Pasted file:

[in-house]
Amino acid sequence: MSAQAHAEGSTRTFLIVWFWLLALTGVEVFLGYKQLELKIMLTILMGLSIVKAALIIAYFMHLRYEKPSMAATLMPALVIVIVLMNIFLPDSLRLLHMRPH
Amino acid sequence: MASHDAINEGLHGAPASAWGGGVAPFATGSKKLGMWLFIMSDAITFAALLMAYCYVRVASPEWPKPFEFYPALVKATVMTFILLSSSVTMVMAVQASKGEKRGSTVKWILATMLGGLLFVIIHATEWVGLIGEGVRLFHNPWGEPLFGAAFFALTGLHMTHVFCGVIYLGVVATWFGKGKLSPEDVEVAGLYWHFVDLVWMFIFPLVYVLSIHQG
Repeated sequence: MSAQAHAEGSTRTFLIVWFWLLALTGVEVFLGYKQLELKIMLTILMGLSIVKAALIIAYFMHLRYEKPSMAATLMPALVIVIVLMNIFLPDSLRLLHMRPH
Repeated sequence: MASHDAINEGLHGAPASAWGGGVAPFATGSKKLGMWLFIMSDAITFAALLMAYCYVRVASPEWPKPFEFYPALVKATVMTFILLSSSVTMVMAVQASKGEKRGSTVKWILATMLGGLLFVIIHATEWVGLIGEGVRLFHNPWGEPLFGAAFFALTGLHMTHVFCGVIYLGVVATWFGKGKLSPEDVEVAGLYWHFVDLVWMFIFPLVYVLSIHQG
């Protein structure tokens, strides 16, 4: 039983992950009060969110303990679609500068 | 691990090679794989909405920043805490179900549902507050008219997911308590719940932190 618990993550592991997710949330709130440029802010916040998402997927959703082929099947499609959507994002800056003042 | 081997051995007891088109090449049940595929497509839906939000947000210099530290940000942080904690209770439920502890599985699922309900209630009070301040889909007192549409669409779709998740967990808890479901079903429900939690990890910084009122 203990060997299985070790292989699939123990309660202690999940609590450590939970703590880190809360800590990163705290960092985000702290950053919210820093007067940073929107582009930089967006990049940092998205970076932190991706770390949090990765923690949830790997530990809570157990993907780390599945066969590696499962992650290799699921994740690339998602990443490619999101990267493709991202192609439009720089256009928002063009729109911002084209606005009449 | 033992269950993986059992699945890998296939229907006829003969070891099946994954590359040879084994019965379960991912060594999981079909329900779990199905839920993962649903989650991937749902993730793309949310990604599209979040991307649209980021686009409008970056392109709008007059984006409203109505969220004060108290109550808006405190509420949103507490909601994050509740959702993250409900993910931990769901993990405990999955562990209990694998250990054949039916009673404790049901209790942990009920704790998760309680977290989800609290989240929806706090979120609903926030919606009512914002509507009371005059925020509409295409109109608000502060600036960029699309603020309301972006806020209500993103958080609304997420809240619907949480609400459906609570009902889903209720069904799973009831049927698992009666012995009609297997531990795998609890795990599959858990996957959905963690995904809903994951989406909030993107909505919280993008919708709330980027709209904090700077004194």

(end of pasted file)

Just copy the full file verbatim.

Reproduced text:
[in-house]
Amino acid sequence: MSAQAHAEGSTRTFLIVWFWLLALTGVEVFLGYKQLELKIMLTILMGLSIVKAALIIAYFMHLRYEKPSMAATLMPALVIVIVLMNIFLPDSLRLLHMRPH
Amino acid sequence: MASHDAINEGLHGAPASAWGGGVAPFATGSKKLGMWLFIMSDAITFAALLMAYCYVRVASPEWPKPFEFYPALVKATVMTFILLSSSVTMVMAVQASKGEKRGSTVKWILATMLGGLLFVIIHATEWVGLIGEGVRLFHNPWGEPLFGAAFFALTGLHMTHVFCGVIYLGVVATWFGKGKLSPEDVEVAGLYWHFVDLVWMFIFPLVYVLSIHQG
Repeated sequence: MSAQAHAEGSTRTFLIVWFWLLALTGVEVFLGYKQLELKIMLTILMGLSIVKAALIIAYFMHLRYEKPSMAATLMPALVIVIVLMNIFLPDSLRLLHMRPH
Repeated sequence: MASHDAINEGLHGAPASAWGGGVAPFATGSKKLGMWLFIMSDAITFAALLMAYCYVRVASPEWPKPFEFYPALVKATVMTFILLSSSVTMVMAVQASKGEKRGSTVKWILATMLGGLLFVIIHATEWVGLIGEGVRLFHNPWGEPLFGAAFFALTGLHMTHVFCGVIYLGVVATWFGKGKLSPEDVEVAGLYWHFVDLVWMFIFPLVYVLSIHQG
């Protein structure tokens, strides 16, 4: 039983992950009060969110303990679609500068 | 691990090679794989909405920043805490179900549902507050008219997911308590719940932190 618990993550592991997710949330709130440029802010916040998402997927959703082929099947499609959507994002800056003042 | 081997051995007891088109090449049940595929497509839906939000947000210099530290940000942080904690209770439920502890599985699922309900209630009070301040889909007192549409669409779709998740967990808890479901079903429900939690990890910084009122 203990060997299985070790292989699939123990309660202690999940609590450590939970703590880190809360800590990163705290960092985000702290950053919210820093007067940073929107582009930089967006990049940092998205970076932190991706770390949090990765923690949830790997530990809570157990993907780390599945066969590696499962992650290799699921994740690339998602990443490619999101990267493709991202192609439009720089256009928002063009729109911002084209606005009449 | 033992269950993986059992699945890998296939229907006829003969070891099946994954590359040879084994019965379960991912060594999981079909329900779990199905839920993962649903989650991937749902993730793309949310990604599209979040991307649209980021686009409008970056392109709008007059984006409203109505969220004060108290109550808006405190509420949103507490909601994050509740959702993250409900993910931990769901993990405990999955562990209990694998250990054949039916009673404790049901209790942990009920704790998760309680977290989800609290989240929806706090979120609903926030919606009512914002509507009371005059925020509409295409109109608000502060600036960029699309603020309301972006806020209500993103958080609304997420809240619907949480609400459906609570009902889903209720069904799973009831049927698992009666012995009609297997531990795998609890795990599959858990996957959905963690995904809903994951989406909030993107909505919280993008919708709330980027709209904090700077004194």